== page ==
Berlin, Germany and Rotterdam, the Netherlands

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Berlin, Germany, Rotterdam and the Netherlands

This 13-day program provides you with a riveting, in-depth experience of the pursuit of sustainability in two exemplary European countries.

The highlight of the course is our time in Berlin and Rotterdam where you network with some of the world’s leaders in sustainability, from government, ecology, architecture and design, urban planning, engineering and activism. You also tour sites such as a biodynamic farm, a cutting-edge storm surge barrier, a university dedicated to sustainable development, floating architecture and specialized research facilities.

The Berlin and Rotterdam program has dedicated grants and scholarships. See the funding section below for more information.

Early admission deadline:Monday, January 15, 2018
Rolling admissions continue until the program reaches capacity
Final application deadline:Friday, March 30, 2018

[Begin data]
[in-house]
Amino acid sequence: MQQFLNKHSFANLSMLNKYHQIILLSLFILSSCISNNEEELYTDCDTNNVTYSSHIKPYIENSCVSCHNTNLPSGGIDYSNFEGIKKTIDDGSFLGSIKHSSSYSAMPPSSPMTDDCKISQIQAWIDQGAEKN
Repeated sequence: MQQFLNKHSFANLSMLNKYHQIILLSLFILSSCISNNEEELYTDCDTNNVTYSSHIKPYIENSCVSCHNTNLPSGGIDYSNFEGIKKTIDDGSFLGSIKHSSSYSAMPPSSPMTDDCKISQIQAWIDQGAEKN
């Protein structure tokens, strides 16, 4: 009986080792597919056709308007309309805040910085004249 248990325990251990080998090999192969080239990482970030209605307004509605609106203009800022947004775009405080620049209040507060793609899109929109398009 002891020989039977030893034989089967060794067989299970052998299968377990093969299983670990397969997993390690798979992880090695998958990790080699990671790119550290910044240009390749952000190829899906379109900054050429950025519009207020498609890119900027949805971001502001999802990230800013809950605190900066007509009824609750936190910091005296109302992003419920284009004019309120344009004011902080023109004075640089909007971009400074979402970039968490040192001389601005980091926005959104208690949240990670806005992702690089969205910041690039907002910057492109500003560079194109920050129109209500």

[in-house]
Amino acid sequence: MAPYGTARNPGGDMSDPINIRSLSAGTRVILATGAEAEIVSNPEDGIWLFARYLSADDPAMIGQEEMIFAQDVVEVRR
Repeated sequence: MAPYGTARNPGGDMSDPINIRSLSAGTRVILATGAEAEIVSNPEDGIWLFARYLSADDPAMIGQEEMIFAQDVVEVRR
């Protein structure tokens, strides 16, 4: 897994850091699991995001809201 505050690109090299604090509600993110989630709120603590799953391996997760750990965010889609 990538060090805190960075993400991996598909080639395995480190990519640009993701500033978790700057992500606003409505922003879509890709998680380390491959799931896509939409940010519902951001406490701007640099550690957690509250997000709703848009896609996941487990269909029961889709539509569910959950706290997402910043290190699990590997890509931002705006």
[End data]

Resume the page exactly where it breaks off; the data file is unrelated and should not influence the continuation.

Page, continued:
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Photos

Taught exclusively in English with a preparatory online component, this program lets you see sustainability in action in Germany and the Netherlands—two countries widely recognized as leaders in innovative response to climate change.

In Germany, the focus is on the energy transition to renewables. We explore the cultural factors that predispose this population to embrace green politics and sustainable practices, even at personal cost. In the Netherlands, the focus is on the Dutch approach to sea level rise and flooding in a country where 26 percent of its terrain is at or below sea level, and a further 29 percent is subject to inland flooding.